Recently, a friend shared this story over on the book of face
Today at <restaurant> while <child’s name> and I were eating a man started talking to <child’s name> about his stuffed animal.
Man: that’s an unusual dog. ( it’s a teddy bear)
Child: [looks at man. Does not respond]
Man: you aren’t gonna talk to me ??
Child: [looks away]
Me: no he isn’t .
A. You are a stranger . My son is not being “rude,” and there is no reason for him to discuss or chat with you .
B. We teach kids not to talk to strangers. Social niceties are not necessarily a good practice for kids
Bravo, I say!
But, of course, there was dissent, this is the internet, after all. One commenter lamented that it was “sad” that she was “creating unnecessary fear” in her child. Another tried to make the argument that it wasn’t a threatening situation. Another implied that she was teaching her son to be rude and disrespectful.
All because she supported her son’s choice not to speak to a stranger. This is insanity.
As a society, we’ve developed this warped idea that not nice=rude. There’s space between. He was not impolite, and he was not rude. He has absolutely no responsibility to be nice. He should be, and I assume he is, kind where warranted, but he doesn’t have to be nice.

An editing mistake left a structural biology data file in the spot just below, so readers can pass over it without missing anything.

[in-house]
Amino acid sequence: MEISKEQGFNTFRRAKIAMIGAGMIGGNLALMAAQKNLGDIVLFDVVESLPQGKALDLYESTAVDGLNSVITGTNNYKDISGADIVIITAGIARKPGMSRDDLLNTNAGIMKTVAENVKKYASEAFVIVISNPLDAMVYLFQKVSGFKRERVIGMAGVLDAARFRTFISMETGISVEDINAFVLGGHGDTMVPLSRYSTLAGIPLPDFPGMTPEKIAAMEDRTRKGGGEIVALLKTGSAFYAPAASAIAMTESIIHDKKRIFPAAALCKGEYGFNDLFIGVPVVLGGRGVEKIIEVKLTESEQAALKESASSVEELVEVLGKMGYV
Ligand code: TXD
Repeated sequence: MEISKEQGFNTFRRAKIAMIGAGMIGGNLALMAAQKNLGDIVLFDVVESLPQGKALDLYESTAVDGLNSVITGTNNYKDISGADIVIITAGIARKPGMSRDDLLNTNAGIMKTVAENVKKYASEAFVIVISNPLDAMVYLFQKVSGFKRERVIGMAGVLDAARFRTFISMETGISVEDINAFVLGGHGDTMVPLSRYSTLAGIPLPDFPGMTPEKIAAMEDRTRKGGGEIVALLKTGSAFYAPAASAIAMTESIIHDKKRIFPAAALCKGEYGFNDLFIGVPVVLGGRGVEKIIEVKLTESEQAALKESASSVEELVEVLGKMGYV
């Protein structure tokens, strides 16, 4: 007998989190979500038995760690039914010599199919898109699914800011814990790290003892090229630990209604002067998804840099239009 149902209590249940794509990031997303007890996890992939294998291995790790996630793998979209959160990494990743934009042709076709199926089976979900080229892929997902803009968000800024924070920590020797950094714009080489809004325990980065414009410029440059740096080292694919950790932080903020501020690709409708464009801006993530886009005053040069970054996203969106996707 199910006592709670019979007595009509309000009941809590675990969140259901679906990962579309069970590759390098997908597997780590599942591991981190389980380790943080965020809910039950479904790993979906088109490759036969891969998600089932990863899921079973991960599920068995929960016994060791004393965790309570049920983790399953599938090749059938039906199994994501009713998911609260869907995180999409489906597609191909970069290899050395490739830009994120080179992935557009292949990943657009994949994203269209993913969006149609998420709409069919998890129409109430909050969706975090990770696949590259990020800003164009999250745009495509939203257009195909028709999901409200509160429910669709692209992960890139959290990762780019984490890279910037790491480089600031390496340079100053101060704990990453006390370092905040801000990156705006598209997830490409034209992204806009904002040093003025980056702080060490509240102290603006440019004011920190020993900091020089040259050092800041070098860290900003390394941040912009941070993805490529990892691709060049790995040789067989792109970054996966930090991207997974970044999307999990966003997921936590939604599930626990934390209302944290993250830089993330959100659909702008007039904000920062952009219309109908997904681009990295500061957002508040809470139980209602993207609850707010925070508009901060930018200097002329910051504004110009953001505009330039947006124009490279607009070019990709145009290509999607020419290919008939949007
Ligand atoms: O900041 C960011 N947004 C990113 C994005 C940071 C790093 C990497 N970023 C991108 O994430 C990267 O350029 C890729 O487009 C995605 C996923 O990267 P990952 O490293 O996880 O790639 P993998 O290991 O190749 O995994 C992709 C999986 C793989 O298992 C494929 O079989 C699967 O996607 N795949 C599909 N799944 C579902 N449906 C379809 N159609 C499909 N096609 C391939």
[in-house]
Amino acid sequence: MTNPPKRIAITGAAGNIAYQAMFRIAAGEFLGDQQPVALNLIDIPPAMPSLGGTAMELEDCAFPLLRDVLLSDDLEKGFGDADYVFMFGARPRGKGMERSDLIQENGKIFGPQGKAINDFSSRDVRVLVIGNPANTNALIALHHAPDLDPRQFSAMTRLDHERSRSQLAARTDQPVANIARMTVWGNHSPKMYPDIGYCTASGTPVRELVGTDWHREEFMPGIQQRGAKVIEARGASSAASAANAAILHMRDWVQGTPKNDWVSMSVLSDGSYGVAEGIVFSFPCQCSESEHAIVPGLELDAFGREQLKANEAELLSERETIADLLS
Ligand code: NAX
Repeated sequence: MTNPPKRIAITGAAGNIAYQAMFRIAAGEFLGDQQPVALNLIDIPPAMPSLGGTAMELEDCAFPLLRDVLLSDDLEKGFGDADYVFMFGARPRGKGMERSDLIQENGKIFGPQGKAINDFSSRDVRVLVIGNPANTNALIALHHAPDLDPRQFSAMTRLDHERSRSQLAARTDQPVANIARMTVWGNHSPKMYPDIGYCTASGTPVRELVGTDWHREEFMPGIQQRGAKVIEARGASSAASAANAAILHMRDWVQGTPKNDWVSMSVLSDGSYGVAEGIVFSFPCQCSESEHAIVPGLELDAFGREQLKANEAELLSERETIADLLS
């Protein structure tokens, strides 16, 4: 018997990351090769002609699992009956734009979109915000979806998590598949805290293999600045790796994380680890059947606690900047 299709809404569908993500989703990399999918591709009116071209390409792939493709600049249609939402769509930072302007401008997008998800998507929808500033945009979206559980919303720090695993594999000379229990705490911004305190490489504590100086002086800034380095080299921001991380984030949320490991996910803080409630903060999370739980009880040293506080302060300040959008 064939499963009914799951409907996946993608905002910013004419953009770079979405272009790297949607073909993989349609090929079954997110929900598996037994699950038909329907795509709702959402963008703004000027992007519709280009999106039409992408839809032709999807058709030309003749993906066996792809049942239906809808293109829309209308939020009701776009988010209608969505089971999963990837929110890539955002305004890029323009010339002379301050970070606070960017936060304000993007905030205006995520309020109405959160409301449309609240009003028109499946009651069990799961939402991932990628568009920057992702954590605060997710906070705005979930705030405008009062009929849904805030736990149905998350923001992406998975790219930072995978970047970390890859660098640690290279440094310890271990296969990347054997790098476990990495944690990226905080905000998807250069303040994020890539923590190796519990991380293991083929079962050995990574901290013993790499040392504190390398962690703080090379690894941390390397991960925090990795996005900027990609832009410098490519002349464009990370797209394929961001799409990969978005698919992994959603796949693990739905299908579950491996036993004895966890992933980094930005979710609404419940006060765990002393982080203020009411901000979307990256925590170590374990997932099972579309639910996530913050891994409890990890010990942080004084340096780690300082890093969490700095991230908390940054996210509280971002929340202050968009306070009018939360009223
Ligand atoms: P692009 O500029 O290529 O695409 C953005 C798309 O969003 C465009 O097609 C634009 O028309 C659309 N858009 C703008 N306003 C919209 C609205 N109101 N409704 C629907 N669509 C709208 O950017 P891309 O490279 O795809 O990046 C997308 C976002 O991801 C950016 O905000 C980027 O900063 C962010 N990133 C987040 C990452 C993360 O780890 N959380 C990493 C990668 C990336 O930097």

No one has the responsibility to be nice. You do not have to speak to the stranger in the parking lot that just needs a bit of change, or gas money, or…Well, really that stranger just wanted to get close enough to grab your wallet or steal your car. Or worse.
Because of course you should be nice to the young man that wants to sit in on your Bible study.
Sure, she was right there. The risk potential of that situation was minimal, but what kind of lesson does that teach her child? If Mom encourages him to be nice to the stranger in the restaurant, how should he react to the stranger in the bathroom? As a parent, you have to think beyond the moment. You must model the skill set so your child can make appropriate decisions in the future.
My friend pointed out that later, her son approached the cashier and politely requested a refill of his beverage. This doesn’t sound like he’s being crushed by unnecessary fear of people. Instead, he is learning an appropriate level of caution.
Living in a polite society does not mean that you must be nice to strangers. Of course, one should not be rude, impolite, or unkind, but that does not mean you owe it to anyone to be nice.